It is correct to say: “We cannot legislate morality.” But it is also correct to say: “All good legislation is based on a strict moral principle”. Laws can never make people better or compel people to be socially responsible. Good legislation, however, is consistent with the moral principle of the natural and God-given right to our lives, our liberty, and our property. Conservatives and liberals misuse the law when they attempt to use it to improve people or society at the expense of the moral commitment to individual God-given rights.
The Founding Fathers understood God-given rights and presented us with the most unique political document ever known in history – our Constitution. This set of laws demonstrated a moral commitment to liberty and was written principally to establish once and for all a new concept – that sovereignty shall be placed in the hands of the people, not in the power of the state. For this reason, the Constitution’s entire theme is the limitation of government power – prohibiting the government and the law from being a social and economic planner or individual moralist.
The Founding Fathers did not advocate “legislating morality,” but they did outline a legal framework based on a deep moral commitment to the principle that the life and liberty of everyone are gifts of the Creator and not a grant from the state. The purpose of the law to them was to protect life and liberty from the foreign invader, the gangster, the embezzler, the bureaucrat, and the politically ambitious. This concept of morality and law could serve us well, but the conflict between those “legislating morality” for various reasons – such as those who want to improve social and economic conditions and those who want to make people better -- will end in social upheaval and the total destruction of the moral foundation on which a free society is built.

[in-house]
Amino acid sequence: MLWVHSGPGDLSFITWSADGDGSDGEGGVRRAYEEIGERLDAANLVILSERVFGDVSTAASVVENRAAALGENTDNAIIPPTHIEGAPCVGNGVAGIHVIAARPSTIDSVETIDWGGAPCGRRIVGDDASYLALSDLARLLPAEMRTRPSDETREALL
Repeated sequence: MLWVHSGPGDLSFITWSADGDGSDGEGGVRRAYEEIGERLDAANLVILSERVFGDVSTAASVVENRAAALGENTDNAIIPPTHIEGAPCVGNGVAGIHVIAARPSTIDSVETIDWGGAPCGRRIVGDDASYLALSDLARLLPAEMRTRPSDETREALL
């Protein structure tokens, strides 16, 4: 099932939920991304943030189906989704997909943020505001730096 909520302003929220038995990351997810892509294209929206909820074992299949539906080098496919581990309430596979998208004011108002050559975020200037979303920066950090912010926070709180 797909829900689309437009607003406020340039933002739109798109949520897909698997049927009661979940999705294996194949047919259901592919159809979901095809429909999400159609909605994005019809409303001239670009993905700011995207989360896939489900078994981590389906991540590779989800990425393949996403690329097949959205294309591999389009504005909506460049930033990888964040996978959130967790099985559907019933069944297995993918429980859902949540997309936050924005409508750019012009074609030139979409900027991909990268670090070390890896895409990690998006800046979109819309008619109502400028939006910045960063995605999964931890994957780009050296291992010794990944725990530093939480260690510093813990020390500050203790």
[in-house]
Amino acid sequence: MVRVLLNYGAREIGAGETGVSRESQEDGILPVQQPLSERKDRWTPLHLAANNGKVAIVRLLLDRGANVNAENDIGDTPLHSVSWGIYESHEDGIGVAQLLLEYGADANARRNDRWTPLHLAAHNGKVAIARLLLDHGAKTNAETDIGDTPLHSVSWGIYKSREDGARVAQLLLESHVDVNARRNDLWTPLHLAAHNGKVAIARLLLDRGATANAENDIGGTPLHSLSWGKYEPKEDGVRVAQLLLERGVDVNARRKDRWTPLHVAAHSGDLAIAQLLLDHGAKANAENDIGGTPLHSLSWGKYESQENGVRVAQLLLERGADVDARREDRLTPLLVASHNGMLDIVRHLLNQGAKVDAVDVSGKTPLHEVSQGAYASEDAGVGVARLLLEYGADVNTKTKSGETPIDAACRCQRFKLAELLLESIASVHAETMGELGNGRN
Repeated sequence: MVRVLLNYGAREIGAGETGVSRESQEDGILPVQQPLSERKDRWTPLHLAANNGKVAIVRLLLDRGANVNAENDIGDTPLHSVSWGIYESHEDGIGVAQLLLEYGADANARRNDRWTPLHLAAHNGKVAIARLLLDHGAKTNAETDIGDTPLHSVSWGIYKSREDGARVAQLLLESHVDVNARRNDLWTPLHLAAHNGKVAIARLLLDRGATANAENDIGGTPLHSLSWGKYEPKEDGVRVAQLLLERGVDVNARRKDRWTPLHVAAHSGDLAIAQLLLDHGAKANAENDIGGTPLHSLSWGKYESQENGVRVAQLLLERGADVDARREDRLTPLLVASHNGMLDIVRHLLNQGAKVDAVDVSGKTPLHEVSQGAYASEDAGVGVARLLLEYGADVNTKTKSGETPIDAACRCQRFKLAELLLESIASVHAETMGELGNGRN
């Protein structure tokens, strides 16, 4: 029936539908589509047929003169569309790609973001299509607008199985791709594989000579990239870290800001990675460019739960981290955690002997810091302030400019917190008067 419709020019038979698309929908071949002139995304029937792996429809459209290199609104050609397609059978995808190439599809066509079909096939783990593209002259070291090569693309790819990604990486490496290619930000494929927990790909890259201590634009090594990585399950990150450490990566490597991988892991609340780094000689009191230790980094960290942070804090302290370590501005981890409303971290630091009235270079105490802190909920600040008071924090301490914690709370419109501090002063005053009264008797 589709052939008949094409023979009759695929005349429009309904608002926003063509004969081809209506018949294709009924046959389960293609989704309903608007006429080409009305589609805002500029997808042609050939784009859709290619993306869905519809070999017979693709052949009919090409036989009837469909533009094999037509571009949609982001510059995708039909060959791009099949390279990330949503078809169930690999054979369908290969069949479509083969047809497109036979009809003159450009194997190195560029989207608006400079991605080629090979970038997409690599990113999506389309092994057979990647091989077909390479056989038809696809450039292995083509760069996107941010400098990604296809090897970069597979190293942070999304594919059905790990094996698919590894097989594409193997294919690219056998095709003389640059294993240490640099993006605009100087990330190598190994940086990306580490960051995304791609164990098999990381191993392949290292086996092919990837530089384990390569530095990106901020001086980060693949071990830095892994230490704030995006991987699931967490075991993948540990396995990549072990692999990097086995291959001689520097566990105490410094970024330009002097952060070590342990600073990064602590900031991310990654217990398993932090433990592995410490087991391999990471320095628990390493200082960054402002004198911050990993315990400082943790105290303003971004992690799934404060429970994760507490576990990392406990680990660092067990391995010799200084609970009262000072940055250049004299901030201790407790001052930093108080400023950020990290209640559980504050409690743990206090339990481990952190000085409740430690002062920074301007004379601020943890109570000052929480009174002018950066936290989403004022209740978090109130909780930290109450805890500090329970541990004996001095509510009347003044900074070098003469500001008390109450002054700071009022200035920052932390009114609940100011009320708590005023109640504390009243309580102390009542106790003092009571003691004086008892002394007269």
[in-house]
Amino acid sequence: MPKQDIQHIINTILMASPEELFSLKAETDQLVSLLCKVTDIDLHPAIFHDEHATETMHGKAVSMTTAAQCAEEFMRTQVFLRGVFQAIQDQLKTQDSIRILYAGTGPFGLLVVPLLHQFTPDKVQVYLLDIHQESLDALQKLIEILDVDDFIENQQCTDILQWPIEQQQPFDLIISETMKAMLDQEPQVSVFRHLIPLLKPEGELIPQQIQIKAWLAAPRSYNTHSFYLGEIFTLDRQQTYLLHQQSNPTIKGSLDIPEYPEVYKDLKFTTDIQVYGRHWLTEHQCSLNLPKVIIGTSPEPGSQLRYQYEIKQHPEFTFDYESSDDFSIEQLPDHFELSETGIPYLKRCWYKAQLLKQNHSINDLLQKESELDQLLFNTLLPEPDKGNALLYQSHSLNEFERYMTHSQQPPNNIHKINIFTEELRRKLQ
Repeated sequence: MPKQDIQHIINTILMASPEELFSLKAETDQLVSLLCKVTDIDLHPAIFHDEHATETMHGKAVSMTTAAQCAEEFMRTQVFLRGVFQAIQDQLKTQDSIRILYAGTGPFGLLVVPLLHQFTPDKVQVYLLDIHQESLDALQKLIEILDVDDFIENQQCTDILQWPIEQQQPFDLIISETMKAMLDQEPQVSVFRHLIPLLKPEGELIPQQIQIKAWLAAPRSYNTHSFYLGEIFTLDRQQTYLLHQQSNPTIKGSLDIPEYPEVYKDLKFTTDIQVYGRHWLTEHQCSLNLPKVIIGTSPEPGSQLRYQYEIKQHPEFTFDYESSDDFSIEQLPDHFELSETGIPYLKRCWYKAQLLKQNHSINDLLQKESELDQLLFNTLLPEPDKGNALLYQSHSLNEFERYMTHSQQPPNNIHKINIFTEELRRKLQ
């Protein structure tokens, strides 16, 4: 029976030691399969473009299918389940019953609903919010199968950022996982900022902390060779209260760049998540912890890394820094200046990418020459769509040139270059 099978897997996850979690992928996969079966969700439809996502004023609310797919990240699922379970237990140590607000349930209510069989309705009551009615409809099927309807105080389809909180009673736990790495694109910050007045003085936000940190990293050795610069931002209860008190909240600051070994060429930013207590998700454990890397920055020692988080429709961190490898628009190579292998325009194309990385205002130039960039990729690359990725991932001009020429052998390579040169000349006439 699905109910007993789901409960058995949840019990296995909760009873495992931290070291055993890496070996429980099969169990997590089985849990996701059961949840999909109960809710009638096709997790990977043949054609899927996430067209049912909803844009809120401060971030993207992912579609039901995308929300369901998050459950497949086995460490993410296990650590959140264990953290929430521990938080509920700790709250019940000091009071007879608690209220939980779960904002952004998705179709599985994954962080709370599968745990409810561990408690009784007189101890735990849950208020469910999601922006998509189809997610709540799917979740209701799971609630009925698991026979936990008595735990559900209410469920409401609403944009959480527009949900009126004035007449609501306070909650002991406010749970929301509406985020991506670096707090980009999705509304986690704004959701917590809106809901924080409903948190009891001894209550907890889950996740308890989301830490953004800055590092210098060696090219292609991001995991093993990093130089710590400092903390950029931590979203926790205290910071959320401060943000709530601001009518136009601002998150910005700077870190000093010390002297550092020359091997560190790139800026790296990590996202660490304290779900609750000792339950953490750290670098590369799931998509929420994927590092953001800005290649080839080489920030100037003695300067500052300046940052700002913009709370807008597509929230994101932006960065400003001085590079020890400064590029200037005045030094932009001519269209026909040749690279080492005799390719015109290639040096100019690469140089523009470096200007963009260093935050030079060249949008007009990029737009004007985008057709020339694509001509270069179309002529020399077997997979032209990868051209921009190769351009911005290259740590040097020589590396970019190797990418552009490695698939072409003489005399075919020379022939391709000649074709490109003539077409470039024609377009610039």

The two, “moral law” and “legislating morality,” cannot exist together. One ultimately replaces the other. Today, we are in a transition, and the battle is becoming more vicious as social and economic conditions and personal morality worsen. Each side blames the other, but each compounds the error by responding with more bold and enthusiastic attempts at “moral legislation.”
Although our experience with a Constitution which was committed to moral law was unique and successful, many leaders pursue and continue to drag us down the path toward a tyrannical state. The battle to determine the final outcome between these opposing forces is now in process. The odds of our losing the concept of moral law and of the “legislators of morality” winning are great. Throughout history, the tyrants – those who know what’s best for everybody else, whether it’s social or personal – have generally been in charge. I believe, though, with the correct efforts being made and with commitment to understanding our Constitution, our country can survive intact. The 1980’s should tell us this.